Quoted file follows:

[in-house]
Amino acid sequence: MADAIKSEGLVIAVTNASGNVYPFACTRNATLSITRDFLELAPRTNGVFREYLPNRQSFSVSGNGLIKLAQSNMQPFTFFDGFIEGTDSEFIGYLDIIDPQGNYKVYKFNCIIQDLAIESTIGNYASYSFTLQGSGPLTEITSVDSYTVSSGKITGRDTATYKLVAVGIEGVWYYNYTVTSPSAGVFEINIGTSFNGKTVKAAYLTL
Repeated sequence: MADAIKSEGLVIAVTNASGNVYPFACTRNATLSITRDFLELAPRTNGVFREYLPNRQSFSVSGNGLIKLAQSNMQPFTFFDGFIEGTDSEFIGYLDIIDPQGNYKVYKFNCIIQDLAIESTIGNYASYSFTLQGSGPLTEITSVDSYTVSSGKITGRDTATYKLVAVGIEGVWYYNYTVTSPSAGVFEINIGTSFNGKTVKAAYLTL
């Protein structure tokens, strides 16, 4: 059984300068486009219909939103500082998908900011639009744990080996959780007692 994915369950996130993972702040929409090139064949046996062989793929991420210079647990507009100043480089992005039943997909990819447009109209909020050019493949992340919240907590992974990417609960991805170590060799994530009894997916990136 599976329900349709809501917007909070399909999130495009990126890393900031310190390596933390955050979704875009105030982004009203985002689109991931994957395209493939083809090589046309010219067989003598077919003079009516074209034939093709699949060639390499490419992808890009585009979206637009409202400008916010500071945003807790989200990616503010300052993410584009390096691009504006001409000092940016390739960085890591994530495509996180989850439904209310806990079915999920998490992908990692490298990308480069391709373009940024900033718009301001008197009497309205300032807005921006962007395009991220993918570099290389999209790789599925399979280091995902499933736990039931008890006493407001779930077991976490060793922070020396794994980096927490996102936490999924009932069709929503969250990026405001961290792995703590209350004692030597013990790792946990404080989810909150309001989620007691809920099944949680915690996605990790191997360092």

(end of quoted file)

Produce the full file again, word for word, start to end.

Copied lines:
[in-house]
Amino acid sequence: MADAIKSEGLVIAVTNASGNVYPFACTRNATLSITRDFLELAPRTNGVFREYLPNRQSFSVSGNGLIKLAQSNMQPFTFFDGFIEGTDSEFIGYLDIIDPQGNYKVYKFNCIIQDLAIESTIGNYASYSFTLQGSGPLTEITSVDSYTVSSGKITGRDTATYKLVAVGIEGVWYYNYTVTSPSAGVFEINIGTSFNGKTVKAAYLTL
Repeated sequence: MADAIKSEGLVIAVTNASGNVYPFACTRNATLSITRDFLELAPRTNGVFREYLPNRQSFSVSGNGLIKLAQSNMQPFTFFDGFIEGTDSEFIGYLDIIDPQGNYKVYKFNCIIQDLAIESTIGNYASYSFTLQGSGPLTEITSVDSYTVSSGKITGRDTATYKLVAVGIEGVWYYNYTVTSPSAGVFEINIGTSFNGKTVKAAYLTL
């Protein structure tokens, strides 16, 4: 059984300068486009219909939103500082998908900011639009744990080996959780007692 994915369950996130993972702040929409090139064949046996062989793929991420210079647990507009100043480089992005039943997909990819447009109209909020050019493949992340919240907590992974990417609960991805170590060799994530009894997916990136 599976329900349709809501917007909070399909999130495009990126890393900031310190390596933390955050979704875009105030982004009203985002689109991931994957395209493939083809090589046309010219067989003598077919003079009516074209034939093709699949060639390499490419992808890009585009979206637009409202400008916010500071945003807790989200990616503010300052993410584009390096691009504006001409000092940016390739960085890591994530495509996180989850439904209310806990079915999920998490992908990692490298990308480069391709373009940024900033718009301001008197009497309205300032807005921006962007395009991220993918570099290389999209790789599925399979280091995902499933736990039931008890006493407001779930077991976490060793922070020396794994980096927490996102936490999924009932069709929503969250990026405001961290792995703590209350004692030597013990790792946990404080989810909150309001989620007691809920099944949680915690996605990790191997360092």